HCR Home Care workers help ensure frail and disabled patients are safe during emergencies.
The latest example involved a visit from an HCR Home Care physical therapist, who provided a greater-than-usual level of comfort to a patient with a broken leg who survived a night in the dark due to a power outage.
Arlene Scrooby, of Ogden, who has a broken femur, was confined to her apartment complex one evening after she lost power in her apartment. Scrooby was in the bathroom when the power went out. Unable to contact anyone else for help, including nearby family, she used a wheelchair and walker to make her way to a chair, where she spent the night alone in the dark.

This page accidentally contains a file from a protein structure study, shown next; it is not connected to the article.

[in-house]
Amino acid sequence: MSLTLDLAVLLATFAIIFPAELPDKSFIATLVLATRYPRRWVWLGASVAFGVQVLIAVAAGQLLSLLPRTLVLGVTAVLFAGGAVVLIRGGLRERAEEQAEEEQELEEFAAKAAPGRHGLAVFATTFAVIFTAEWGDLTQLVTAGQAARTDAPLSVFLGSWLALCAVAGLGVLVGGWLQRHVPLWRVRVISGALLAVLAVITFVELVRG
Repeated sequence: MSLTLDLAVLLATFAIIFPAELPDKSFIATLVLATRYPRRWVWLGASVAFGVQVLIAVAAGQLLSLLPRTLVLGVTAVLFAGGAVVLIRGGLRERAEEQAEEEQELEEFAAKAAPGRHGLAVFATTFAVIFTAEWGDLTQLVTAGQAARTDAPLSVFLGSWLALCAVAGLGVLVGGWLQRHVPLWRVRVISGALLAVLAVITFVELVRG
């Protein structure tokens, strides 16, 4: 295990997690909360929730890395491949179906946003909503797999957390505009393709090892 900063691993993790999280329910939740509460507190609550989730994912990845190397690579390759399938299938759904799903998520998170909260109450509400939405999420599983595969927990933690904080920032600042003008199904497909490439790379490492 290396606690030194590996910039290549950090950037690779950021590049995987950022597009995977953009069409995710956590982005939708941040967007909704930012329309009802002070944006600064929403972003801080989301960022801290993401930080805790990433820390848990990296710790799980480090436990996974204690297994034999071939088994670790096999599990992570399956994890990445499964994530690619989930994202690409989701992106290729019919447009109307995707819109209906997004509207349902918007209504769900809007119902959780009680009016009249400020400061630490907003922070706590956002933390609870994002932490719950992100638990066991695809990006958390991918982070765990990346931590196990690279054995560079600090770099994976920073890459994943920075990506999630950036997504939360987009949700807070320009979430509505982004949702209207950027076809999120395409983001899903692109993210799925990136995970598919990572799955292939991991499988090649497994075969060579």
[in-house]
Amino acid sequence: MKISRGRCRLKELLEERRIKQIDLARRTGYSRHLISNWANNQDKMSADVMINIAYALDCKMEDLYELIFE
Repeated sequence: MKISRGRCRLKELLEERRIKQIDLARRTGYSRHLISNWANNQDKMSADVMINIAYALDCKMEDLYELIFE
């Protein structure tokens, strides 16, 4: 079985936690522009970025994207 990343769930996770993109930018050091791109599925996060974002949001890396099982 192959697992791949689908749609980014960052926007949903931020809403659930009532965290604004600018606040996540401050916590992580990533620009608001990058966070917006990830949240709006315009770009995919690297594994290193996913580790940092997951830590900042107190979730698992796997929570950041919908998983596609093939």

The next morning, HCR physical therapist Keri Finzer came to check on Scrooby. Finzer had to get through barricades and work crews to make sure she was OK.
“I knew she was home alone, so I was determined to get to her because she told me on the phone that morning that she had quite a scary night,” Finzer said. “She was at the mercy of technology, and that wasn’t working.”
Home care agencies are required to have emergency plans for all patients. HCR Home Care has these embedded in the software program that houses patient medical records. Nurses and therapists know which patients require the most immediate attention during or after an emergency, up to and including those that may need evacuation to a hospital or a safer location.
Emergency planning and drills are routine for home care agencies and often coordinated with the department of health to ensure all patients are accounted for and safe.